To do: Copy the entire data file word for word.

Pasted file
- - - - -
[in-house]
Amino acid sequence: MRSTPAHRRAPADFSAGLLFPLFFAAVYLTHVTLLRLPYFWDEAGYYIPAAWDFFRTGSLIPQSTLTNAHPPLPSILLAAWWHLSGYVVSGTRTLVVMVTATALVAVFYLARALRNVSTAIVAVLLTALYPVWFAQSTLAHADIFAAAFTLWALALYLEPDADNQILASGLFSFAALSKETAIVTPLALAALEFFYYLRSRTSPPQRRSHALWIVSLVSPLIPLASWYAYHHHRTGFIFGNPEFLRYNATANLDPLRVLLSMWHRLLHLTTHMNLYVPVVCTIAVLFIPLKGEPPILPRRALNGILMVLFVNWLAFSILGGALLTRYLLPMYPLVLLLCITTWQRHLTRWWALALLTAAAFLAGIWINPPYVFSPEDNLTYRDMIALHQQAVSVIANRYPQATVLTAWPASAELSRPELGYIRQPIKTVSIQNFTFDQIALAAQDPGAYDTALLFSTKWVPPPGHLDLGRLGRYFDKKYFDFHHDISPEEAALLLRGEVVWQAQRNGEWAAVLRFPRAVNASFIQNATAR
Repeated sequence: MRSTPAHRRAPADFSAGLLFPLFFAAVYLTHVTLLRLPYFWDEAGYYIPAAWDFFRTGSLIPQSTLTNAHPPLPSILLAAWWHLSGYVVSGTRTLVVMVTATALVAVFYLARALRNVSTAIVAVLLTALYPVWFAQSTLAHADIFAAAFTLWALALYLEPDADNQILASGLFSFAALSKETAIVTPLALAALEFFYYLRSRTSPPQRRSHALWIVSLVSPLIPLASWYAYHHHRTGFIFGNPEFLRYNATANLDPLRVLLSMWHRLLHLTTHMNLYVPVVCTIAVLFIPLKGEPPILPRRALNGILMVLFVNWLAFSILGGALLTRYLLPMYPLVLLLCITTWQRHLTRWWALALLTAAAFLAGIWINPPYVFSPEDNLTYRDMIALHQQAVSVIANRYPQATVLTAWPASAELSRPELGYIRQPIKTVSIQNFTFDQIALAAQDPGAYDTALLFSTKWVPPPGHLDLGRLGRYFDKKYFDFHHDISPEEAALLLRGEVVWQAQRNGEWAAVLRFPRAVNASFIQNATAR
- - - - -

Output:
[in-house]
Amino acid sequence: MRSTPAHRRAPADFSAGLLFPLFFAAVYLTHVTLLRLPYFWDEAGYYIPAAWDFFRTGSLIPQSTLTNAHPPLPSILLAAWWHLSGYVVSGTRTLVVMVTATALVAVFYLARALRNVSTAIVAVLLTALYPVWFAQSTLAHADIFAAAFTLWALALYLEPDADNQILASGLFSFAALSKETAIVTPLALAALEFFYYLRSRTSPPQRRSHALWIVSLVSPLIPLASWYAYHHHRTGFIFGNPEFLRYNATANLDPLRVLLSMWHRLLHLTTHMNLYVPVVCTIAVLFIPLKGEPPILPRRALNGILMVLFVNWLAFSILGGALLTRYLLPMYPLVLLLCITTWQRHLTRWWALALLTAAAFLAGIWINPPYVFSPEDNLTYRDMIALHQQAVSVIANRYPQATVLTAWPASAELSRPELGYIRQPIKTVSIQNFTFDQIALAAQDPGAYDTALLFSTKWVPPPGHLDLGRLGRYFDKKYFDFHHDISPEEAALLLRGEVVWQAQRNGEWAAVLRFPRAVNASFIQNATAR
Repeated sequence: MRSTPAHRRAPADFSAGLLFPLFFAAVYLTHVTLLRLPYFWDEAGYYIPAAWDFFRTGSLIPQSTLTNAHPPLPSILLAAWWHLSGYVVSGTRTLVVMVTATALVAVFYLARALRNVSTAIVAVLLTALYPVWFAQSTLAHADIFAAAFTLWALALYLEPDADNQILASGLFSFAALSKETAIVTPLALAALEFFYYLRSRTSPPQRRSHALWIVSLVSPLIPLASWYAYHHHRTGFIFGNPEFLRYNATANLDPLRVLLSMWHRLLHLTTHMNLYVPVVCTIAVLFIPLKGEPPILPRRALNGILMVLFVNWLAFSILGGALLTRYLLPMYPLVLLLCITTWQRHLTRWWALALLTAAAFLAGIWINPPYVFSPEDNLTYRDMIALHQQAVSVIANRYPQATVLTAWPASAELSRPELGYIRQPIKTVSIQNFTFDQIALAAQDPGAYDTALLFSTKWVPPPGHLDLGRLGRYFDKKYFDFHHDISPEEAALLLRGEVVWQAQRNGEWAAVLRFPRAVNASFIQNATAR